Netanyahu: If Fatah-Hamas unity deal signed, we'll hold Abbas responsible for every rocket

Speaking in Tokyo, PM expresses hope that unity deal will dissolve and Israel will be able to return to "genuine" peace negotiations.

May 13, 2014 15:52
2 minute read.
Netanyahu in Japan

PM Netanyahu meets Japanese parliamentarians in Tokyo, May 12. (photo credit: KOBI GIDEON/GPO)


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Israel will hold Palestinian Authority President Mahmoud Abbas responsible for every rocket fired on it from Gaza if he goes through with his national unity pact with Hamas, Prime Minister Binyamin Netanyahu said on Tuesday.

The prime minister made his comments in Tokyo before the start of a meeting with Japanese Foreign Minister Fumio Kishida, and two days before Abbas is scheduled to meet with US Secretary of State John Kerry in London.

Jerusalem has been lobbying the international community to place pressure on Abbas not to consummate his unity agreement with Hamas. Under the agreement, announced last month just prior to the expiration of the ninemonth deadline in the US-brokered diplomatic talks, an interim unity PA government is to be set up by the end of May, and elections held six months after that.

Netanyahu made clear in his statement that if the deal is not implemented, Israel would be willing to return to the negotiations.

“We hope that this pact is dissolved and we can find a way to return to genuine negotiations with a genuine peace,” he said.

“Hamas is committed to our destruction,” he said. “We remain committed to advancing the peace, preferably a negotiated peace. But we can only negotiate with a government whose constituent parts are committed to peace.”

Meanwhile, the EU’s envoy to Israel, Lars Faaborg-Andersen, said the EU’s view of Hamas has not changed: “It is a terrorist organization designated as such under EU law.”

However, he added, “something must be done to pave the way for the holding of long-overdue elections that are necessary for ensuring the development of a democratic culture in a future Palestinian state.”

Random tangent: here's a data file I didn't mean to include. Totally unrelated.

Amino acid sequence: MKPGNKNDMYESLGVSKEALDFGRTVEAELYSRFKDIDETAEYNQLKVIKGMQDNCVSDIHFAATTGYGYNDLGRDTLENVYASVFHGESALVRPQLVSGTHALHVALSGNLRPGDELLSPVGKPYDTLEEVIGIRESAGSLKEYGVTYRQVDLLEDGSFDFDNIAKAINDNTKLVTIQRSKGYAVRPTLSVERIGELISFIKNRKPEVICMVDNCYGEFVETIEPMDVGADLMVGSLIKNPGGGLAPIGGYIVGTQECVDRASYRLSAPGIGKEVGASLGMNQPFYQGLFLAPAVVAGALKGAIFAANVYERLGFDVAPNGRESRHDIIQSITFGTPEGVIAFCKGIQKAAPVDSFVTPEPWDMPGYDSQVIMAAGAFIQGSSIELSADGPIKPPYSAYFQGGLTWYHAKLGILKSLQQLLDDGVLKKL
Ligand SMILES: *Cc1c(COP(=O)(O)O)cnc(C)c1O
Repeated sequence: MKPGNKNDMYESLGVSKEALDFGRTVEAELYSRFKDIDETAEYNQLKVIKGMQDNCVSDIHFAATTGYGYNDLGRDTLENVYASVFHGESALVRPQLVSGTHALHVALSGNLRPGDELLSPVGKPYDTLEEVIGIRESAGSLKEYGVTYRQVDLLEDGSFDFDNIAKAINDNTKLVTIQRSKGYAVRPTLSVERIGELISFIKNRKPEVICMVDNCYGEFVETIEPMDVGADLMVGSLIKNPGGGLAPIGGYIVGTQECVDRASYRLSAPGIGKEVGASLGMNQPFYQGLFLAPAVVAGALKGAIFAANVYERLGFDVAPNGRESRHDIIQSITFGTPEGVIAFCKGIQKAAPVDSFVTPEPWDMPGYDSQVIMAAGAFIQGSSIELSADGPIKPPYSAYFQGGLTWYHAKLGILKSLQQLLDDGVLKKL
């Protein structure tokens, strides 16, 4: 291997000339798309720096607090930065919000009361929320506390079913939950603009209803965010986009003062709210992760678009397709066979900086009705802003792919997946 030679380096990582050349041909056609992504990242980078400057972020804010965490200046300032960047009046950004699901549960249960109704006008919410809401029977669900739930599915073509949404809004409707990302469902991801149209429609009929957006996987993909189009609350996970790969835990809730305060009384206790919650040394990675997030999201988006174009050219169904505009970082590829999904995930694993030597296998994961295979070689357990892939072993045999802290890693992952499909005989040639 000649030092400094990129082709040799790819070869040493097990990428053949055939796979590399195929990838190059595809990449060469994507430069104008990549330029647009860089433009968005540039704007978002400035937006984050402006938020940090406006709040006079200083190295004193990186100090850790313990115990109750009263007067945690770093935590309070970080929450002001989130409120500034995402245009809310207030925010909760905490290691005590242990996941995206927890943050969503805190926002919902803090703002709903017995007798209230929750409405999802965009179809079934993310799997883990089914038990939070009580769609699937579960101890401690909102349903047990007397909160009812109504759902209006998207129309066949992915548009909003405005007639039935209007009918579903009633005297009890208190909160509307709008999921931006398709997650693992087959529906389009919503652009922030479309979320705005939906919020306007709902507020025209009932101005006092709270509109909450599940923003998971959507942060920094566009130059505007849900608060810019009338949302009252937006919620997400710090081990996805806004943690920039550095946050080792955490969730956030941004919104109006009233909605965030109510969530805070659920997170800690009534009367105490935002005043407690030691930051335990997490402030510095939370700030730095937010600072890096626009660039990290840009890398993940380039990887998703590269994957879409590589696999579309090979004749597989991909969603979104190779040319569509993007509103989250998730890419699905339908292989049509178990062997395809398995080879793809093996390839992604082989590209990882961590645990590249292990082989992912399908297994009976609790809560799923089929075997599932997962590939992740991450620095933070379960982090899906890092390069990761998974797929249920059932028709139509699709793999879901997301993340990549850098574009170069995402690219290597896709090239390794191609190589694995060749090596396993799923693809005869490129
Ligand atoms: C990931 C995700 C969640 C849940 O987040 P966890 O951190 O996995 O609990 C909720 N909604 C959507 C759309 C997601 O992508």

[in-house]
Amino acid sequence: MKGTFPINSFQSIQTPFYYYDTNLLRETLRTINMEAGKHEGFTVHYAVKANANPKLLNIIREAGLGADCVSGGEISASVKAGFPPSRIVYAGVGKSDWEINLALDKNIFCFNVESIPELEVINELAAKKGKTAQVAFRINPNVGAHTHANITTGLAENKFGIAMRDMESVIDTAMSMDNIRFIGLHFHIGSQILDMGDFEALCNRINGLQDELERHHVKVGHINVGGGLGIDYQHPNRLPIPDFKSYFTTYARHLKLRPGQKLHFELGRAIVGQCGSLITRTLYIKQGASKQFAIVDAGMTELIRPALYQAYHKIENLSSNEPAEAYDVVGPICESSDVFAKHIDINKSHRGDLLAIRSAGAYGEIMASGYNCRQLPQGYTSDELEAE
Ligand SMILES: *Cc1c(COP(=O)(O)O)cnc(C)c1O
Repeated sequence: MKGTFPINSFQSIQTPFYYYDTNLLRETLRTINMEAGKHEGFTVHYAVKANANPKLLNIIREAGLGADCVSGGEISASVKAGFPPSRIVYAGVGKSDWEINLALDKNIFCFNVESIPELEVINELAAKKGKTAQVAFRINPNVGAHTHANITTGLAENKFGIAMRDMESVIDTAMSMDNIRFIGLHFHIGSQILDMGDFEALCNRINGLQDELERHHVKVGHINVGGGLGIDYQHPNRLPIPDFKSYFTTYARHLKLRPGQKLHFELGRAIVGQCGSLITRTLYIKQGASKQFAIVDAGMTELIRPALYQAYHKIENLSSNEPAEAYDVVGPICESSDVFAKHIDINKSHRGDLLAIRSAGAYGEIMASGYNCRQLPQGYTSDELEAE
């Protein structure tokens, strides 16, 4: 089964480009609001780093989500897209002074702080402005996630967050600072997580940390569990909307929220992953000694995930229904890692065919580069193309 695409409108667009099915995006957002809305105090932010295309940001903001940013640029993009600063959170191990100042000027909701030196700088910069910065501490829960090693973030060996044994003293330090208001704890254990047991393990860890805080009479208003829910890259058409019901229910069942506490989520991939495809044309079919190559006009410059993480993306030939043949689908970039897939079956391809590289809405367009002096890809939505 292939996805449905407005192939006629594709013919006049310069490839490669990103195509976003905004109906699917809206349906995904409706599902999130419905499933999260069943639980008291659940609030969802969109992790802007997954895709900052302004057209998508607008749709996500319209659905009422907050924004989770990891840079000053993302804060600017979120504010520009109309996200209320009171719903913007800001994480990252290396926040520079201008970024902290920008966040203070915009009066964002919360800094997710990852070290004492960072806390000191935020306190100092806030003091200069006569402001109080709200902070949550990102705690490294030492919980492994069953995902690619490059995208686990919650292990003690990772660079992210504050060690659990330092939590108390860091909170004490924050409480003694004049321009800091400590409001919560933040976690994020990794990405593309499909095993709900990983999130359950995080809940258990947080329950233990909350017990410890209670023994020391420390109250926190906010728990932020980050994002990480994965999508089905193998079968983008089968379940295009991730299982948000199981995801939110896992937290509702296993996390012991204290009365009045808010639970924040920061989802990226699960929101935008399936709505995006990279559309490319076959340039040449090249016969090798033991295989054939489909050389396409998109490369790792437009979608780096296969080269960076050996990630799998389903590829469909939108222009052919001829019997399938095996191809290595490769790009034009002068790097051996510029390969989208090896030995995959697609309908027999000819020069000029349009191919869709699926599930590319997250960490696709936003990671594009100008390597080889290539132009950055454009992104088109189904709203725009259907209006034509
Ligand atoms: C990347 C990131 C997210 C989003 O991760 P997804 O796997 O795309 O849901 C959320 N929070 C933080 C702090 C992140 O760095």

Faaborg-Andersen said the EU’s position on Palestinian reconciliation is clear: “Only a Palestinian government of independent figures committed to nonviolence, accepting previous agreements and Israel’s right to exist, will be acceptable to us.”

He spoke at a luncheon in Jerusalem that the EU ambassadors held with Foreign Minister Avigdor Liberman.

Liberman complained to the ambassadors that the EU condemns Israel over every new structure in the settlements, but yet was strangely quiet when Hamas executed two people in Gaza last Wednesday for allegedly spying for Israel.

Liberman also appeared before the Knesset’s Foreign Affairs and Defense Committee, and said that in his estimation the freeze in the negotiations with the Palestinians will continue. Abbas was not interested in an agreement, regardless of what Israel would offer, and it is impossible to offer him more than was offered by former prime ministers Ehud Barak and Ehud Olmert, which he refused, Liberman said.

He said that Israel had tools at its disposal that it had not yet used to combat unilateral Palestinian steps in the international arena. The Palestinians were not immediately turning to join more international treaties, covenants and organizations, because of a concern that the US would cut off funds, Liberman said.

Meanwhile on Tuesday, Netanyahu – in addition to meeting Japan’s foreign minister – met with Emperor Akihito, as well as with leading Japanese businessmen.

Additionally, he gave two interviews to the Japanese media.

On Wednesday, he is scheduled to travel to Kyoto, before flying back to Israel on Thursday.

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